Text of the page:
The researchers recruited 24 participants, aged 18 to 37, who had experienced a break-up and were still upset about it. Each participant provided the researchers with 28 photos of their ex to be used as reminders of the ex during the experiment. In the laboratory, they were hooked up to an electroencephalogram (EEG) to measure their brain waves, while they thought about their ex. Before viewing each photo of their ex, participants were given a prompt for how to manage their feelings. Sometimes, they were prompted to negatively reappraise their ex by silently answering a question involving something negative about the ex (for example, "What is an annoying habit of your ex?"). Other times, they were prompted to reappraise their love feelings by reading and trying to believe a statement that condoned acceptance of loving feelings for an ex (for example, "It's OK to love someone I’m no longer with."). Other times, the prompts asked participants to distract themselves by thinking about their answer to a question unrelated to their ex (for example, "What is your favorite movie?"). In the control condition, there were no prompts. After each prompt, the participant saw a photo of their ex, and then answered several questions about how they felt. They rated how in love they felt, and how positive or negative they felt in general.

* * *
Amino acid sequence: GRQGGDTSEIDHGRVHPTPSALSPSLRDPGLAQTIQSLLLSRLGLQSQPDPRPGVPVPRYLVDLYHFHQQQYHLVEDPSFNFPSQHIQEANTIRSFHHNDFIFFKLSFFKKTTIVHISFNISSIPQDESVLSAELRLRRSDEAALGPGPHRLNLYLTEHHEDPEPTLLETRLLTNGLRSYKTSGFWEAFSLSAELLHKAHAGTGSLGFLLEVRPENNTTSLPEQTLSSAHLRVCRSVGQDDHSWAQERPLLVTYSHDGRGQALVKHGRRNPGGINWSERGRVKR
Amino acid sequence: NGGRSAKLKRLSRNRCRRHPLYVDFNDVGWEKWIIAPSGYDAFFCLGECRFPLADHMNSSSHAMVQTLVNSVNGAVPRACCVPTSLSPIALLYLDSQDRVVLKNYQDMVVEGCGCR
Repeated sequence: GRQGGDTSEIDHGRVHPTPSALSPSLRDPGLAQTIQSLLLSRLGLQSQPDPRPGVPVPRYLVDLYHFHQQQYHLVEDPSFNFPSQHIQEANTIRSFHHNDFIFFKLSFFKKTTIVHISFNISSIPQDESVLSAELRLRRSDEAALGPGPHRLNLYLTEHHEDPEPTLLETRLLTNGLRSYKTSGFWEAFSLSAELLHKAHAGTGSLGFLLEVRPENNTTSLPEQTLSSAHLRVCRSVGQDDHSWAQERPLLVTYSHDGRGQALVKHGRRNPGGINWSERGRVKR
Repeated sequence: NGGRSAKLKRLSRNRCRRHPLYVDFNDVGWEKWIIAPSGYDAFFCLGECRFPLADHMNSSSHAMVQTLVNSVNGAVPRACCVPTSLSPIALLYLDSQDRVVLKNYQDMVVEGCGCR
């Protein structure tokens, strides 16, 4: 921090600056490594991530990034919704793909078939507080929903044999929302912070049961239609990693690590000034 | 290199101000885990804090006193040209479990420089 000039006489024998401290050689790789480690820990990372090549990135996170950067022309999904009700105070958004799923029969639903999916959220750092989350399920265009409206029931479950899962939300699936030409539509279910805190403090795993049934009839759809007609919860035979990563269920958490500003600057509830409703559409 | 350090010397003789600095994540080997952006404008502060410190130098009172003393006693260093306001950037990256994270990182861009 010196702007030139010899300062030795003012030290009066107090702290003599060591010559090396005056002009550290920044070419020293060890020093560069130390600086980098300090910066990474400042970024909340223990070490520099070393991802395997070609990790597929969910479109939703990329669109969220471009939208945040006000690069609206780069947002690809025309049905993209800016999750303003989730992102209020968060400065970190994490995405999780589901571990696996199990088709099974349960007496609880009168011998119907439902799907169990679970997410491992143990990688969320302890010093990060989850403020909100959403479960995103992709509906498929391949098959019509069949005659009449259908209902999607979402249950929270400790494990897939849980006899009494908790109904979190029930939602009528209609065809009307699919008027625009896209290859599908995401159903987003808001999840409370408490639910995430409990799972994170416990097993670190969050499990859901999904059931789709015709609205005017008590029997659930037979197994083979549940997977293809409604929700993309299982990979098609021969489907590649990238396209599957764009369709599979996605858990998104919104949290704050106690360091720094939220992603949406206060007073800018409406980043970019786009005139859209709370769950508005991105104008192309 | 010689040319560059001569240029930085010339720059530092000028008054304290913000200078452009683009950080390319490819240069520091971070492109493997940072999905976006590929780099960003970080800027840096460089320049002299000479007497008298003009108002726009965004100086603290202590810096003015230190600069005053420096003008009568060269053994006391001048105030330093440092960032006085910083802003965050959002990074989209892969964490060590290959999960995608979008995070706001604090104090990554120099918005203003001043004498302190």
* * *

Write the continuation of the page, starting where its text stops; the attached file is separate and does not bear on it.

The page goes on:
How effective were these strategies?
Negative reappraisal of the ex-partner significantly reduced feelings of love for the ex. So dwelling on their ex's bad qualities was effective in making participants fall out of love. However, this strategy also had the negative consequence of making them feel bad. Participants reported the most negative feelings in the negative reappraisal condition. Thinking about how it's OK to still be in love with your partner did not affect participants' mood or their feelings of love for their ex. Distraction did not affect how in love people felt, but it did improve their mood. So distraction made people feel better, but did not affect how they felt about their ex. All three strategies reduced participants' attention to the photos of their ex when viewing them a second time (measured by EEG activity).
How should you cope with a breakup?
This research suggests that if you want to fall out of love with your ex, dwelling on their negative qualities is one way to do it. But it can also take a toll on your mood. Distracting yourself may be a way to temporarily improve your mood. But the authors of the article warn that this is likely not an effective long-term strategy and certainly not a strategy to use in isolation, as other research has shown that distracting yourself from a problem can ultimately backfire. Accepting your own feelings of love for an ex did not appear to be an effective strategy. But in this particular study, participants were asked to think about statements about love that were written by the researchers — they may not have been able to get themselves to actually believe those statements. Perhaps people who really do accept their loving feelings for an ex would feel better about their breakups.
Even though this study only examined moment-to-moment feelings, it nonetheless suggests that you can actively do something to change how you feel about your ex. My own research has often focused on how happy couples frame how they think about their partners in a positive way, by downplaying their partner's faults. This research suggests that doing the opposite — playing up your ex's faults — can help you fall out of love.